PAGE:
Many acclaimed and applauded filmmakers clearly internalised Caligari, studied its style and approach, and worked it into their own creative style and output. Alfred Hitchcock falls into that category, as not only seen in his silent classic The Lodger - a film made a mere seven years after Caligari - but in his visuals throughout his career, as well as in his narratives for both Psycho and Spellbound. David Lynch’s style, too, belongs on the same continuum as Wiene’s masterpiece. Lynch’s work overflows with expressionism, surrealism and nightmarish touches, and his aesthetic has sprung from his own brain with a distinctiveness that’s all his own. However, when Eraserhead gazes at Jack Nance’s Henry, it’s with the same visual intensity evident in Wiene’s shots of Cesare. Cesare crouches over Jane while Dr Caligari looks on from a distance | © Deutsches Filminstitut
Still relevantAll unkempt black hair, pale skin and black clothing, Cesare’s influence on Tim Burton’s Edward Scissorhands is glaringly apparent. Gothic but playful, Burton’s overall style walks in Caligari’s shadow; note the angular animation and jutting surfaces that dominate his stop-motion collaboration with Henry Selick, The Nightmare Before Christmas. That film nods to German Expressionism generally, but its images and its fluid, almost dance-like character movements both scream Caligari. So do Beetlejuice’s and Batman Returns’, in fact.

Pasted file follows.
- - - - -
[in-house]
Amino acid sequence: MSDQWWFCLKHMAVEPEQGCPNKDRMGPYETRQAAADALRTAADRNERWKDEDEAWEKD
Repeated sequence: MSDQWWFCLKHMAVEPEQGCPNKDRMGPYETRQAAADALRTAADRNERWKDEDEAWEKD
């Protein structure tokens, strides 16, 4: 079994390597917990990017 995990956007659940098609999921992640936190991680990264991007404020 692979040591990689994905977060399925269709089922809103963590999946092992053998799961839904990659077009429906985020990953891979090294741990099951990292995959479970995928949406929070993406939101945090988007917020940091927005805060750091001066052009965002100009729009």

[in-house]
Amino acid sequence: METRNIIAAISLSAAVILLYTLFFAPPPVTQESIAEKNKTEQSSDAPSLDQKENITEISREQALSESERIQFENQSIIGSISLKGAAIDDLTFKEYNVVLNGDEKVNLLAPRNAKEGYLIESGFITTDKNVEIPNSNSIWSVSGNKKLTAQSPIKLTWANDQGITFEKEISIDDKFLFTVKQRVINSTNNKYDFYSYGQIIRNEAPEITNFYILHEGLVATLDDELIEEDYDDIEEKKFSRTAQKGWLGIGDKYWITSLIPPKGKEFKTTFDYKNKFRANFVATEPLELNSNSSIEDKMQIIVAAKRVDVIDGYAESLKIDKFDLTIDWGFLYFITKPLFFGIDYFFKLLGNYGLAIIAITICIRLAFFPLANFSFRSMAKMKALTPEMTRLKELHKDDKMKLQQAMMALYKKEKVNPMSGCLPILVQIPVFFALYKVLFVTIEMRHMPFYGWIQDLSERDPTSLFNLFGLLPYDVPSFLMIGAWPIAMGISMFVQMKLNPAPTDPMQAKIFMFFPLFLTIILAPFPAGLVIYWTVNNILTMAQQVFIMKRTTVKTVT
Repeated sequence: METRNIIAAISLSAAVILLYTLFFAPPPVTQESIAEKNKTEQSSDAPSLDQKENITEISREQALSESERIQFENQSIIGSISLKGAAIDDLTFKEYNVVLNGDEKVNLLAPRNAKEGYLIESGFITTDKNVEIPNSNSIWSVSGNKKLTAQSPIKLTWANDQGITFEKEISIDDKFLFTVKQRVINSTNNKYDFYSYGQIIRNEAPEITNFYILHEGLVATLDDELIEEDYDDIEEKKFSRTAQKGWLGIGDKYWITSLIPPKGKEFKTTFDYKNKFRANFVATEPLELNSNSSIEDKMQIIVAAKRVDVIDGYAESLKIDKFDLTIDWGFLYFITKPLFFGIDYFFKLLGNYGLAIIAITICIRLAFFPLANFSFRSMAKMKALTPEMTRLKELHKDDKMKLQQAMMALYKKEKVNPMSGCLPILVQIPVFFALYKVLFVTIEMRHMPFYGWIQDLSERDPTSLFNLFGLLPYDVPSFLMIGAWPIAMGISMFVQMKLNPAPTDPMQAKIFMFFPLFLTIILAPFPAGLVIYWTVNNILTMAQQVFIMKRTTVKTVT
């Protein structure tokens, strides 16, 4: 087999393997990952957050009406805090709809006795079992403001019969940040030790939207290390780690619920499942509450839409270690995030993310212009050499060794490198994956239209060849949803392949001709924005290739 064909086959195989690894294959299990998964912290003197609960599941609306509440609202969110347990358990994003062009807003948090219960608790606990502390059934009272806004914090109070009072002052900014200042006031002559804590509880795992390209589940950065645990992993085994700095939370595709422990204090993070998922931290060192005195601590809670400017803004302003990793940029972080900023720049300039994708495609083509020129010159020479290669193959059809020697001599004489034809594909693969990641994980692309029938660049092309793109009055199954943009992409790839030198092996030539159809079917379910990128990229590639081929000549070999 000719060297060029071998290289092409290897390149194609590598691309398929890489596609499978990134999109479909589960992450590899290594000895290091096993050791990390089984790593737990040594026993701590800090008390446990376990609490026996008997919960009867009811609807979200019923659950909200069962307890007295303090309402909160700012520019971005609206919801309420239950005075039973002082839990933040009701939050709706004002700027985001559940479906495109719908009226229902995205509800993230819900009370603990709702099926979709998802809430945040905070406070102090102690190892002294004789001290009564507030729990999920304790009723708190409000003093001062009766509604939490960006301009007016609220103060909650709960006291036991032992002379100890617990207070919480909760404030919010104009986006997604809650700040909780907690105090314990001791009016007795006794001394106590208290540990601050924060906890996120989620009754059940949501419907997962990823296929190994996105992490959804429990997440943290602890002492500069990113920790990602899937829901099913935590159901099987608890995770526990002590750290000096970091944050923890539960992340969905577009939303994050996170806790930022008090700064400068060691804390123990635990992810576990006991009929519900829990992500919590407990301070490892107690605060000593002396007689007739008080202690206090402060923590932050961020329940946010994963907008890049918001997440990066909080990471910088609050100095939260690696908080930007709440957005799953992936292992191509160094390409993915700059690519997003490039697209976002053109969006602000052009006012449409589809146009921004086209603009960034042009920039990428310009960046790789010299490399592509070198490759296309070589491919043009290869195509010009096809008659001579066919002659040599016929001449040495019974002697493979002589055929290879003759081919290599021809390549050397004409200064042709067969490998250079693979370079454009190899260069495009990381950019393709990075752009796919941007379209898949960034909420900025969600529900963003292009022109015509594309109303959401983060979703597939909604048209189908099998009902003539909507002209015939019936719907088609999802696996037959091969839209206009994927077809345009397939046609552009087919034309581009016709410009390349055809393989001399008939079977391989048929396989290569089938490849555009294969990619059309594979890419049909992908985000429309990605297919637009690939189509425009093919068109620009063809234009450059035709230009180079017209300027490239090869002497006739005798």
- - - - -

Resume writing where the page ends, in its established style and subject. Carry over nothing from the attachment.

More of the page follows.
More recently, as Caligari approached the century-mark, Australian horror film The Babadook picked up Wiene’s torch and ran with it. In her debut feature, Jennifer Kent focusses on grief - but, as she charts the efforts of a widowed mother (Essie Davis) to cope with her demanding young son (Noah Wiseman), as well the pop-up book villain that has manifested in their house, the film ponders an all-controlling power manipulating others. It helps that, in its look, the Babadook character could’ve easily burst out of Wiene’s frames and into Kent’s.
The list of works that owe a debt to Caligari is immense. The variety of ways that Wiene, Mayer and Janowitz’s feature changed film history, is just as lengthy. This German classic will likely continue to do so - its visual treats never fade, its painted-on shadows never regress and its eerie tale never loses its power, even a century on.
For its KinoKonzert 07 series the Goethe-Institut will screen a new, digitally restored version of the film, along with an original soundtrack composed and performed live by Ashley Hribar.